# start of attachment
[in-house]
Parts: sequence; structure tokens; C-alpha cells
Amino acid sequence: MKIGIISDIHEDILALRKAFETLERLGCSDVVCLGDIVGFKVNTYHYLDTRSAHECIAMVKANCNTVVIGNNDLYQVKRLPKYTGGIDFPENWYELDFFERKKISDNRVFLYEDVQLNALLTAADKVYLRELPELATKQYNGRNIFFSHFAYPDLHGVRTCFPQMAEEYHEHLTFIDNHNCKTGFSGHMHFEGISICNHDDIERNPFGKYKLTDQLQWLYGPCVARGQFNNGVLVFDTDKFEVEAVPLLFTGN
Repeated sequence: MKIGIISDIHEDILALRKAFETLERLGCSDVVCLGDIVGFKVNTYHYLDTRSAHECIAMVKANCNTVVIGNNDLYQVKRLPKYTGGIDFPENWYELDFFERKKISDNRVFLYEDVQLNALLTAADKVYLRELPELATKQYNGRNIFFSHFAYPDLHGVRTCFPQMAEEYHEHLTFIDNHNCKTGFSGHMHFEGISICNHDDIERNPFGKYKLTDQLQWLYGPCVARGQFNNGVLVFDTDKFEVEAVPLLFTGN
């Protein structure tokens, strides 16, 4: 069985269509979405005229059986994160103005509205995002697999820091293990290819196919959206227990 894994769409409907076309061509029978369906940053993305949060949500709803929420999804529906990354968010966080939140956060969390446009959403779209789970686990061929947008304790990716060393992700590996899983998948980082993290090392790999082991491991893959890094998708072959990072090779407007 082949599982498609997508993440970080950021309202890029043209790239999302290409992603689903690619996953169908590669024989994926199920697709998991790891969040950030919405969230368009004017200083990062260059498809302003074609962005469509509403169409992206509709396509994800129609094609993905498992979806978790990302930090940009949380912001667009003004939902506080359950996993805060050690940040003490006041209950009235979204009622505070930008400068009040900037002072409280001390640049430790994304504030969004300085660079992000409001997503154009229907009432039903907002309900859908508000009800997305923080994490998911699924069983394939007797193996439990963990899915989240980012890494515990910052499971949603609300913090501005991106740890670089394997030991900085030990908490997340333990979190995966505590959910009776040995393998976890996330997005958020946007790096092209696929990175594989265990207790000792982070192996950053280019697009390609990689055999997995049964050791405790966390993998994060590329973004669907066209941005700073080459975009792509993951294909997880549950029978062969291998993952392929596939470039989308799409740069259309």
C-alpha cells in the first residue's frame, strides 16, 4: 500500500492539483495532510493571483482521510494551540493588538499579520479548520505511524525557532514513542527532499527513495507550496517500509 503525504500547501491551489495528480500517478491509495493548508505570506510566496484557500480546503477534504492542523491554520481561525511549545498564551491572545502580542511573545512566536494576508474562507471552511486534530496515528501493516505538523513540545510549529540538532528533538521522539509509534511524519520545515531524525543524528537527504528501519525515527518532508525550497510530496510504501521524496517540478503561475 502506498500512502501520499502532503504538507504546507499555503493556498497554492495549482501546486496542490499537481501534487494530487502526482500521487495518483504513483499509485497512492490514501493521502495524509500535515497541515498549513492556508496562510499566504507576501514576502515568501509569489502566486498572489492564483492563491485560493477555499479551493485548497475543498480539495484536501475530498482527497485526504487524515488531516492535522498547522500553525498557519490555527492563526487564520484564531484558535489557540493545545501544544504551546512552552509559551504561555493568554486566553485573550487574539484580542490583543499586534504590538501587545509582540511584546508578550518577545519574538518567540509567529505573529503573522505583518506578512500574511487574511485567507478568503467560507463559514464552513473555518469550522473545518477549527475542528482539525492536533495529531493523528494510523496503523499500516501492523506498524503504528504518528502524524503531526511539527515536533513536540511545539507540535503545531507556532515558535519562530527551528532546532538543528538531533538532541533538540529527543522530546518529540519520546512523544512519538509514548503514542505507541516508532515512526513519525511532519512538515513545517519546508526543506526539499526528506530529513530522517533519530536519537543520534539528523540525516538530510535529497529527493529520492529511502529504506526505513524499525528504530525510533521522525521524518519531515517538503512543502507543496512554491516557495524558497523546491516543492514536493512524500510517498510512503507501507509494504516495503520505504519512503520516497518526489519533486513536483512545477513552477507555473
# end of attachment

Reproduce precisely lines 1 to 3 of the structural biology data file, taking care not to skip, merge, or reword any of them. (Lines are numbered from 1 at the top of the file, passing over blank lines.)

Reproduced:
[in-house]
Parts: sequence; structure tokens; C-alpha cells
Amino acid sequence: MKIGIISDIHEDILALRKAFETLERLGCSDVVCLGDIVGFKVNTYHYLDTRSAHECIAMVKANCNTVVIGNNDLYQVKRLPKYTGGIDFPENWYELDFFERKKISDNRVFLYEDVQLNALLTAADKVYLRELPELATKQYNGRNIFFSHFAYPDLHGVRTCFPQMAEEYHEHLTFIDNHNCKTGFSGHMHFEGISICNHDDIERNPFGKYKLTDQLQWLYGPCVARGQFNNGVLVFDTDKFEVEAVPLLFTGN